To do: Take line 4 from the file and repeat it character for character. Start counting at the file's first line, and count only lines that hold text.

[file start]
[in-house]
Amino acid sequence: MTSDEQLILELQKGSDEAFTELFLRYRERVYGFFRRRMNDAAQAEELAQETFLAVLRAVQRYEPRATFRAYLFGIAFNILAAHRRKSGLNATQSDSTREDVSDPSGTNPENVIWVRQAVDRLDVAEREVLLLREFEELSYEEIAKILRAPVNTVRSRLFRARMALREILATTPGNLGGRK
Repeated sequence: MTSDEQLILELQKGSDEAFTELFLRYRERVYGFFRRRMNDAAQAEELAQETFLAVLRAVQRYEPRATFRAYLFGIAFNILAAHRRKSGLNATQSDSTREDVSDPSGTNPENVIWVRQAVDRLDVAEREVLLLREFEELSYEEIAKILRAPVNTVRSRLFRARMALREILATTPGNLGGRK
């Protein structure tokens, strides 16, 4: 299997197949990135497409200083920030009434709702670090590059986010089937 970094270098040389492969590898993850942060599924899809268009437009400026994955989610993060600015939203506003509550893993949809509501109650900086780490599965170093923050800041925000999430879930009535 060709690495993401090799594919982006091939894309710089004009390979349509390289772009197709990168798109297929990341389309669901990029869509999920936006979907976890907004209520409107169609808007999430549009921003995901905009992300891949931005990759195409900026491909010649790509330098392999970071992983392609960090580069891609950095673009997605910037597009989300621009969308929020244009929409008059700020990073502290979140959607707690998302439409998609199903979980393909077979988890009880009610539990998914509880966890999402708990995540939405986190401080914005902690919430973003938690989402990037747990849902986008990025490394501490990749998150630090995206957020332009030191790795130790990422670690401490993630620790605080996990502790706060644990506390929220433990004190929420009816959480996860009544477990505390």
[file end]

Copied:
């Protein structure tokens, strides 16, 4: 299997197949990135497409200083920030009434709702670090590059986010089937 970094270098040389492969590898993850942060599924899809268009437009400026994955989610993060600015939203506003509550893993949809509501109650900086780490599965170093923050800041925000999430879930009535 060709690495993401090799594919982006091939894309710089004009390979349509390289772009197709990168798109297929990341389309669901990029869509999920936006979907976890907004209520409107169609808007999430549009921003995901905009992300891949931005990759195409900026491909010649790509330098392999970071992983392609960090580069891609950095673009997605910037597009989300621009969308929020244009929409008059700020990073502290979140959607707690998302439409998609199903979980393909077979988890009880009610539990998914509880966890999402708990995540939405986190401080914005902690919430973003938690989402990037747990849902986008990025490394501490990749998150630090995206957020332009030191790795130790990422670690401490993630620790605080996990502790706060644990506390929220433990004190929420009816959480996860009544477990505390």